FIFA: Swift anti-doping action apparent
WOLFSBURG, Germany -- The swift decision to submit the entire North Korea squad to anti-doping controls at the women's World Cup showed soccer's commitment to the fight against drugs, FIFA's medical chief said Friday.
Michel D'Hooghe told The Associated Press that FIFA anti-doping doctors were called up at short notice from across Germany to submit all North Korean players to tests after two returned positive samples during random controls earlier in the tournament.
"We really lived by the rules and it should improve our reputation," D'Hooghe said in a telephone interview.
Defenders Song Jong Sun and Jong Pok Sim tested positive after North Korea's first two group games and were suspended for Wednesday's match against Colombia that ended in a 0-0 draw.
FIFA didn't identify the substance involved and said neither the players nor the team requested a "B" sample test within the 12-hour deadline. FIFA said it requested such a test.
"Testing two isn't difficult, but 20 is a totally different story," D'Hooghe said. "It took a big move since we had to practically get all our female testers from across the country to come to Bochum at short notice."
The two defenders were included in the starting lineup against Colombia but were taken off the list and provisionally suspended when the results of the drug tests came in shortly before kickoff.
Hours after the tests, the North Korean team left Germany for home.
The head of FIFA's medical committee said the two players testing positive raised suspicions that it could be a team initiative.
"That is why we took a look at all the players," he said.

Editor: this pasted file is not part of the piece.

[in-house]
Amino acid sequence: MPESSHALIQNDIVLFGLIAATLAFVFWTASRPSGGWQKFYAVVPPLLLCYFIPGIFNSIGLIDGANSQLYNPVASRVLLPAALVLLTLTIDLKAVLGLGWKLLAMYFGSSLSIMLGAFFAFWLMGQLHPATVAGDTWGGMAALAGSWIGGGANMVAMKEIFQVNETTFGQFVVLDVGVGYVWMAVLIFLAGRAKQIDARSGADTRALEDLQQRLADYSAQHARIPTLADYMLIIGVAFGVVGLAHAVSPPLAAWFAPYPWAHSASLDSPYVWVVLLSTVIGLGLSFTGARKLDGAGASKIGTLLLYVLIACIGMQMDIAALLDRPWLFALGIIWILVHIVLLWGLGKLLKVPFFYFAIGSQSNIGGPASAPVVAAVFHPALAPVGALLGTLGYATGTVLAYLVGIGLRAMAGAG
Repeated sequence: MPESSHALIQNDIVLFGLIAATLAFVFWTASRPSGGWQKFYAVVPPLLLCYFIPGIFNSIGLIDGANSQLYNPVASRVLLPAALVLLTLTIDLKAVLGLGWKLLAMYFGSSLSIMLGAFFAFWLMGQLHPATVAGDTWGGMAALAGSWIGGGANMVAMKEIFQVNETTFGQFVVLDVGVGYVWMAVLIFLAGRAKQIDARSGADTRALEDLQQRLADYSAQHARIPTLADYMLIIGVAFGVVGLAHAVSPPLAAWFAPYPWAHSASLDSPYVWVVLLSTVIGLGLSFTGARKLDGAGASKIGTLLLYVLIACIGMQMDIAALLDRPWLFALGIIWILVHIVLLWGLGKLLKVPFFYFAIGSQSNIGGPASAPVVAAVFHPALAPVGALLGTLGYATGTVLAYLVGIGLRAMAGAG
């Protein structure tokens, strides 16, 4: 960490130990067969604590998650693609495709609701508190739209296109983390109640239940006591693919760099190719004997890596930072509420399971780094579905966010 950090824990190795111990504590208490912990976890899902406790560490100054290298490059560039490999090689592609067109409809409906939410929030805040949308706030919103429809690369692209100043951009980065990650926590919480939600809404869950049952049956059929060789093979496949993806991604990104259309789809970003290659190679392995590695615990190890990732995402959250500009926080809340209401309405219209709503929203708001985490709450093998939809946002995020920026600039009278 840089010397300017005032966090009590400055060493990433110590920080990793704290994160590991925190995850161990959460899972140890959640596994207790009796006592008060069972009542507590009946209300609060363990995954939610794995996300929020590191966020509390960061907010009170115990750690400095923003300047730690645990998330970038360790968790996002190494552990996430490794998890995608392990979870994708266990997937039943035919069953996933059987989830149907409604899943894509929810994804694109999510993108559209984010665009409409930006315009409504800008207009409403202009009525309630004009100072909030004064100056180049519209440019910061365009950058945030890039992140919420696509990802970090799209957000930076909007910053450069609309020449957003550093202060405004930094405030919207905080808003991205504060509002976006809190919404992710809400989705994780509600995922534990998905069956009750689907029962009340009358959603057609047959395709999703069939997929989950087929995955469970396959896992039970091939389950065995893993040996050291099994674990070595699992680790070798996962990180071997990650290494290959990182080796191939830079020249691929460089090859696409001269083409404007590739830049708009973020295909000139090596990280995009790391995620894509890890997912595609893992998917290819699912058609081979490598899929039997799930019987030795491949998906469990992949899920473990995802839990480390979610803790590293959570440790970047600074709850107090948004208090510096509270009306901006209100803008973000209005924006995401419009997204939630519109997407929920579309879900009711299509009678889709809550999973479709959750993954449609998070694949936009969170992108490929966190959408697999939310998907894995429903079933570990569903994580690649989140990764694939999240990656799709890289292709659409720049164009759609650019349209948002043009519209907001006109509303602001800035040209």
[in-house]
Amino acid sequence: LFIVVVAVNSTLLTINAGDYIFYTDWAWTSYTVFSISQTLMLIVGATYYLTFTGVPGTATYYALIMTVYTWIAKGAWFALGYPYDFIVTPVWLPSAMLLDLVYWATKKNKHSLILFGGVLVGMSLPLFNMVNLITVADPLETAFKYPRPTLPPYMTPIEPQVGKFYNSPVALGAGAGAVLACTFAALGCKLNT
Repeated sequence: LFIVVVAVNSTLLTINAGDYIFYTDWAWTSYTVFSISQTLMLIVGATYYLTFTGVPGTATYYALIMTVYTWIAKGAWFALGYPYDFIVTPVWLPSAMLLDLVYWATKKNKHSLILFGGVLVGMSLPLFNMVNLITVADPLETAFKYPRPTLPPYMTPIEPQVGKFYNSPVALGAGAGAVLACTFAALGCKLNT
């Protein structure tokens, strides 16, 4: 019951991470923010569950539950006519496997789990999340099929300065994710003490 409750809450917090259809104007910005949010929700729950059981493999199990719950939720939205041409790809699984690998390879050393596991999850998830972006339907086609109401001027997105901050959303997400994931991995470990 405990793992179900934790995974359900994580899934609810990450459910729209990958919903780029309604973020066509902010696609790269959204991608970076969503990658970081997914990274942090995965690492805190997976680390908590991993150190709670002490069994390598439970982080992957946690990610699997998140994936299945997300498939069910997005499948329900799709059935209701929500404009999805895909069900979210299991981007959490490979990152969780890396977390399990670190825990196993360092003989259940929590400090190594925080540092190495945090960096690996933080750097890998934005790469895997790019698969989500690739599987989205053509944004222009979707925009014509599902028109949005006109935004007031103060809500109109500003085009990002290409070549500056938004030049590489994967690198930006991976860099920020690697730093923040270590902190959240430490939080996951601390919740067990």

D'Hooghe said the results should be known in about a week and likely before the July 17 final.
He said he was aware that critics point to the low levels of positive tests in soccer as indicating that FIFA has been lenient on doping.
"It has never been the case," he said. "Now we have a case and we are happy that it was detected. And, if necessary, we will be happy to have it sanctioned."
The last doping case at the men's World Cup was Diego Maradona, who was kicked out of the 1994 World Cup in the United States after testing positive for stimulants. He was banned for 15 months.
Last month, five Mexico players tested positive for clenbuterol in pre-competition testing at the Gold Cup. Soccer officials allowed Mexico to replace the players. FIFA president Sepp Blatter said that contaminated meat was the cause.
North Korea finished the tournament without scoring a goal. It lost 2-0 to the United States and 1-0 to Sweden before a draw with Colombia.
Copyright 2011 by The Associated Press
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